In the meantime, Panetta said, Allen's nomination to be the next commander of U.S. European Command and the commander of NATO forces in Europe has been put on hold "until the relevant facts are determined." He had been expected to take that new post in early 2013, if confirmed by the Senate, as had been widely expected.
The military official said Allen is in Washington, where he was to testify at his confirmation hearing before the Senate Armed Services Committee on Thursday. Panetta said he asked committee leaders to delay that hearing.
The senior defense official said Panetta has not talked to Allen about the investigation, nor has he discussed the matter with President Barack Obama, although he consulted with unspecified White House officials before making the decision to seek a postponement of Allen's confirmation hearing.
Panetta did talk about the Allen matter with Gen. Martin Dempsey, chairman of the Joint Chiefs of Staff, who happens to also be in Perth for a meeting of American and Australian diplomatic and defense officials. Those talks were starting Tuesday with an official dinner.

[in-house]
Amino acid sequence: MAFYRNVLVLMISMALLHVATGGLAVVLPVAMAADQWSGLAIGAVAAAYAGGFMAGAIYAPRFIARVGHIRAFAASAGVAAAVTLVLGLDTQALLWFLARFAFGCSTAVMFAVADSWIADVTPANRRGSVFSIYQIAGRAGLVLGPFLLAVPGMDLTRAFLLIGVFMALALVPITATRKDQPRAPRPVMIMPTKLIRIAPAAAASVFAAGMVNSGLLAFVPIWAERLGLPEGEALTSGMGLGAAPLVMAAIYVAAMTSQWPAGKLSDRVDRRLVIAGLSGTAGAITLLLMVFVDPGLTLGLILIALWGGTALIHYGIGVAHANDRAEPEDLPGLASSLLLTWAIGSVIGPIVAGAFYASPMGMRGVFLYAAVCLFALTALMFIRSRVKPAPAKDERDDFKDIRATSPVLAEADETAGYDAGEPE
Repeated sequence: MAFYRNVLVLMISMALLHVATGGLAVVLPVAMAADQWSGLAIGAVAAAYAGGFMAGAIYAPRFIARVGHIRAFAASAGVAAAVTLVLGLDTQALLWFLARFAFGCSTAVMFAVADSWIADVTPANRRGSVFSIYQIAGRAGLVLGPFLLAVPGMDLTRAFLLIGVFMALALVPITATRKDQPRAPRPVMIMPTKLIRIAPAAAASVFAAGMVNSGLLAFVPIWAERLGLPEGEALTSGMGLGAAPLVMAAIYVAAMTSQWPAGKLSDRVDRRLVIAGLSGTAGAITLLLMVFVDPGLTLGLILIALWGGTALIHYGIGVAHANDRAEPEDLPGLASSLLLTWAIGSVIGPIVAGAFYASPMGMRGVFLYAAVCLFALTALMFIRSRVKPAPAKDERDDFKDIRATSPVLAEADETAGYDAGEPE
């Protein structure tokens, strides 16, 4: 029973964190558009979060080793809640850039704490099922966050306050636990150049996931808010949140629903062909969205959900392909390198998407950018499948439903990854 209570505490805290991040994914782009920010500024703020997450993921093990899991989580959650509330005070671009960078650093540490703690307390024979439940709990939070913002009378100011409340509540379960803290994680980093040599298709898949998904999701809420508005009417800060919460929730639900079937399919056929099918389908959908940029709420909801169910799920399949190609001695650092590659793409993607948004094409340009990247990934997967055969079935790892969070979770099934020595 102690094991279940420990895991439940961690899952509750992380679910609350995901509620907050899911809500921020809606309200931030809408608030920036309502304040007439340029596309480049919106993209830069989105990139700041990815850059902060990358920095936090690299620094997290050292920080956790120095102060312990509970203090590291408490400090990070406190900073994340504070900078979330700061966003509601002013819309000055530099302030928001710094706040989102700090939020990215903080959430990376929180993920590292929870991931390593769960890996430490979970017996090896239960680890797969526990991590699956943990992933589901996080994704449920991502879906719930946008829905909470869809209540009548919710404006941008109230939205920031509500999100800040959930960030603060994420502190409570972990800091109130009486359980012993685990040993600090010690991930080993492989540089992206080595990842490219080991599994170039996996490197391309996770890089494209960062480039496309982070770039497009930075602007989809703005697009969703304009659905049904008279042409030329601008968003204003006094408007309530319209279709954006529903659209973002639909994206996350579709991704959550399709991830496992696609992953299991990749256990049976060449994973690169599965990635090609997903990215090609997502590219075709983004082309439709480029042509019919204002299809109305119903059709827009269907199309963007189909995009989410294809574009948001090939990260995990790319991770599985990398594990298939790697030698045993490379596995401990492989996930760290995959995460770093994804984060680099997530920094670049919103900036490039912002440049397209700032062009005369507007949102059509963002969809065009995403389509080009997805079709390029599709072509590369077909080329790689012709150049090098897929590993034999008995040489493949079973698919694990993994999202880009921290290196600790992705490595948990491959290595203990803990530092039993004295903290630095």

With a cloud over Allen's head, it was unclear Tuesday whether he would return to Kabul, even though Panetta said Allen would remain in command. The second-ranking American general in Afghanistan is Army Lt. Gen. James Terry.
NATO officials had no comment about the delay in Allen's appointment.
"We have seen Secretary Panetta's statement," NATO spokeswoman Carmen Romero said in Brussels. "It is a U.S. investigation."
Panetta also said he wants the Senate Armed Services Committee to act promptly on Obama's nomination of Gen. Joseph Dunford to succeed Allen as commander in Afghanistan. That nomination was made several weeks ago. Dunford's hearing is also scheduled for Thursday.
Associated Press writer Slobodan Lekic in Kabul, Afghanistan, contributed to this report.
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